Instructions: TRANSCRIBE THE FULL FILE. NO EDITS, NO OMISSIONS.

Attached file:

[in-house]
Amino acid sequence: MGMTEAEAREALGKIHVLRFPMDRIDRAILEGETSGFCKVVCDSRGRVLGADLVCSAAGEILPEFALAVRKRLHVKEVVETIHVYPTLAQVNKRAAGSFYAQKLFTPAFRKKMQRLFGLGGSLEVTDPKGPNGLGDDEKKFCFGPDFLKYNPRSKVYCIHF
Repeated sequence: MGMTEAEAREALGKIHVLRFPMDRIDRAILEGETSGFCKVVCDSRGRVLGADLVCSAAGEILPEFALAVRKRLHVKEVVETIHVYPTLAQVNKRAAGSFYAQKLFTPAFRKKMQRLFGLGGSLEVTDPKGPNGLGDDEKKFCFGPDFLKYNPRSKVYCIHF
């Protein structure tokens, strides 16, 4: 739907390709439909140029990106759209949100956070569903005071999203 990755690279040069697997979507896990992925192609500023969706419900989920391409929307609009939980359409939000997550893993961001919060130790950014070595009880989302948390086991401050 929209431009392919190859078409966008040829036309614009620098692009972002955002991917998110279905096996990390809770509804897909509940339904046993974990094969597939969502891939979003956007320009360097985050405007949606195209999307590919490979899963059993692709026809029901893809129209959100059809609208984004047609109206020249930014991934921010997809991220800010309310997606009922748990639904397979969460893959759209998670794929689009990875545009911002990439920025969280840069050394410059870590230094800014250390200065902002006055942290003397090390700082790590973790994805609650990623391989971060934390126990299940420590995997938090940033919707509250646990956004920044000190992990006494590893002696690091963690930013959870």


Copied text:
[in-house]
Amino acid sequence: MGMTEAEAREALGKIHVLRFPMDRIDRAILEGETSGFCKVVCDSRGRVLGADLVCSAAGEILPEFALAVRKRLHVKEVVETIHVYPTLAQVNKRAAGSFYAQKLFTPAFRKKMQRLFGLGGSLEVTDPKGPNGLGDDEKKFCFGPDFLKYNPRSKVYCIHF
Repeated sequence: MGMTEAEAREALGKIHVLRFPMDRIDRAILEGETSGFCKVVCDSRGRVLGADLVCSAAGEILPEFALAVRKRLHVKEVVETIHVYPTLAQVNKRAAGSFYAQKLFTPAFRKKMQRLFGLGGSLEVTDPKGPNGLGDDEKKFCFGPDFLKYNPRSKVYCIHF
């Protein structure tokens, strides 16, 4: 739907390709439909140029990106759209949100956070569903005071999203 990755690279040069697997979507896990992925192609500023969706419900989920391409929307609009939980359409939000997550893993961001919060130790950014070595009880989302948390086991401050 929209431009392919190859078409966008040829036309614009620098692009972002955002991917998110279905096996990390809770509804897909509940339904046993974990094969597939969502891939979003956007320009360097985050405007949606195209999307590919490979899963059993692709026809029901893809129209959100059809609208984004047609109206020249930014991934921010997809991220800010309310997606009922748990639904397979969460893959759209998670794929689009990875545009911002990439920025969280840069050394410059870590230094800014250390200065902002006055942290003397090390700082790590973790994805609650990623391989971060934390126990299940420590995997938090940033919707509250646990956004920044000190992990006494590893002696690091963690930013959870």